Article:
The Facebook CEO had a change of heart that could recast the future of the internet.
Facebook has always been good at giving people what they want, whether they like it or not.
That was the premise of News Feed, the most successful attention sponge in internet history. When Snapchat’s vertical, ephemeral “Story” format took off, Facebook brought it to its core service, Instagram, and WhatsApp.
Facebook doesn’t create new behaviors, but it ruthlessly and shamelessly optimizes itself for them, mutating them to suit its own purposes.
Which is why it is worth paying attention to Mark Zuckerberg’s new note, describing the public rationale for his plan to create an integrated, encrypted messaging back end that unites his company’s products. While the former FCC technologist Ashkan Soltani called it “a competition play to head off any potential regulatory efforts to limit data sharing across services,” Zuckerberg painted it as a natural evolution of the Facebook Inc. communities’ desires.
In many ways, Zuckerberg’s new theories of privacy are a repudiation of his company’s long-established goals of increasing “openness” and “sharing” in the world. And it’s important to remember that Zuckerberg is talking to three audiences with a note like this: (1) his own employees, who see what their boss is publicly committing to; (2) investors, regulators, and other power players; and (3) Facebook’s billions of users.
While many Facebook users might have been skeptical of the company’s goals and stated intentions, insiders have tended to fully buy into the company’s mission. Before 2017, that was to “to give people the power to share and make the world more open and connected,” in which encrypted private messaging fits only after considerable ideological renovation. Since mid-2017, the mission has been “to give people the power to build community and bring the world closer together.” The current moves fit roughly within that framework—except that, unlike the past couple of years’ missives about building “community,”today’s post doesn’t contain a single instance of that word. The new rhetoric centers on “people,” a word that appears 66 times in the document, and what those people want.
Zuckerberg needs to do this, for all his audiences, to show that Facebook is merely following the dictates of the people, rather than shaping usage to expand Facebook’s corporate power and profits, while cutting down regulators’ options. “People increasingly also want to connect privately in the digital equivalent of the living room,” he wrote, noting that “we already see that private messaging, ephemeral stories, and small groups are by far the fastest growing areas of online communication.”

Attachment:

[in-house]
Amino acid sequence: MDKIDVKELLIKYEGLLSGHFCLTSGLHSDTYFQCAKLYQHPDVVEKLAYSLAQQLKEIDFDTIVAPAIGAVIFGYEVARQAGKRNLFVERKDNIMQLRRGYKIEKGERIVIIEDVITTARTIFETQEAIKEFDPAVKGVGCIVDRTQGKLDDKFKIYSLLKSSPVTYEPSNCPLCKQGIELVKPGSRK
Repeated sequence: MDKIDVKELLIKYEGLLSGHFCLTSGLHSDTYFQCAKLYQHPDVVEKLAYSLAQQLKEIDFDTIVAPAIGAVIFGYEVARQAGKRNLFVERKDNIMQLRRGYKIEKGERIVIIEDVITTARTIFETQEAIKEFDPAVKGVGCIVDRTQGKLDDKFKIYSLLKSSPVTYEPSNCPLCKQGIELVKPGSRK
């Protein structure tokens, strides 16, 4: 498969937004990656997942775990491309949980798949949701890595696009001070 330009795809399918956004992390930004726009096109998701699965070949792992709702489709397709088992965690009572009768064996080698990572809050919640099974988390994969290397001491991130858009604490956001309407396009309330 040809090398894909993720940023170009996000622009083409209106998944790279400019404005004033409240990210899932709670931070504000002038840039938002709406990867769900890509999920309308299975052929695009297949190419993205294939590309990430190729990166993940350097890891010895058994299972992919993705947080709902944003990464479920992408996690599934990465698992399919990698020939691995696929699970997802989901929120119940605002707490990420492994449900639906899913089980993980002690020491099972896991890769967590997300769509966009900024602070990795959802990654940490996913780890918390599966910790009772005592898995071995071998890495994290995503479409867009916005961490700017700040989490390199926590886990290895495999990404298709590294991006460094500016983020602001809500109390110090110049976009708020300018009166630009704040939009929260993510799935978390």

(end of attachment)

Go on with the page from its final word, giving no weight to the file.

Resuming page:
But as he has long done, Zuckerberg easily tacks between description and prescription. “People should be comfortable being themselves,” he wrote, “and should not have to worry about what they share coming back to hurt them later.”
Replace “People should” with “Facebook wants people to,” and it makes more sense that a CEO would write such a sentence. Having to actively evaluate the pros and cons of posting almost certainly drives down how much people post.
The solution, then, is to reduce the perceived downsides of posting to Facebook products, but also to make people feel as if posting is an indication of being comfortable being themselves.
Another con of communicating on the internet is that a multitude of hacks and other data exposures have shown the medium to be insecure. Thus, Zuckerberg argues for end-to-end message encryption, which ensures that not even Facebook can see the messages on its platforms. “Messages and calls are some of the most sensitive private conversations people have,” he wrote, “and in a world of increasing cyber security threats and heavy-handed government intervention in many countries, people want us to take the extra step to secure their most private data.”
Here, many civil libertarians would agree. They’ve argued for end-to-end encryption for many years. But the simple “people want” framing for this kind of issue doesn’t make sense. People might want their own messages to be secure while supporting law enforcement’s access to others’ messages. People might want their own messages to be secure while worrying that end-to-end encryption makes it more difficult to keep dangerous misinformation from spreading.
The version of “people want” that Zuckerberg uses here relates only to the atomized individual, the user, not the citizen or the person as part of any meaningful collectivity outside Facebook Inc.
If this is what Mark Zuckerberg thinks people want, his company will try to build products that satisfy these desires.
“I understand that many people don’t think Facebook can or would even want to build this kind of privacy-focused platform—because frankly we don’t currently have a strong reputation for building privacy protective services, and we’ve historically focused on tools for more open sharing,” Zuckerberg wrote. “But we’ve repeatedly shown that we can evolve to build the services that people really want, including in private messaging and stories.”
But Facebook’s execution on even venerable goals has always left the company open to criticism. Facebook always gets what it wants, but the people? Our trade-offs with the company have been much more complicated since the month it was founded.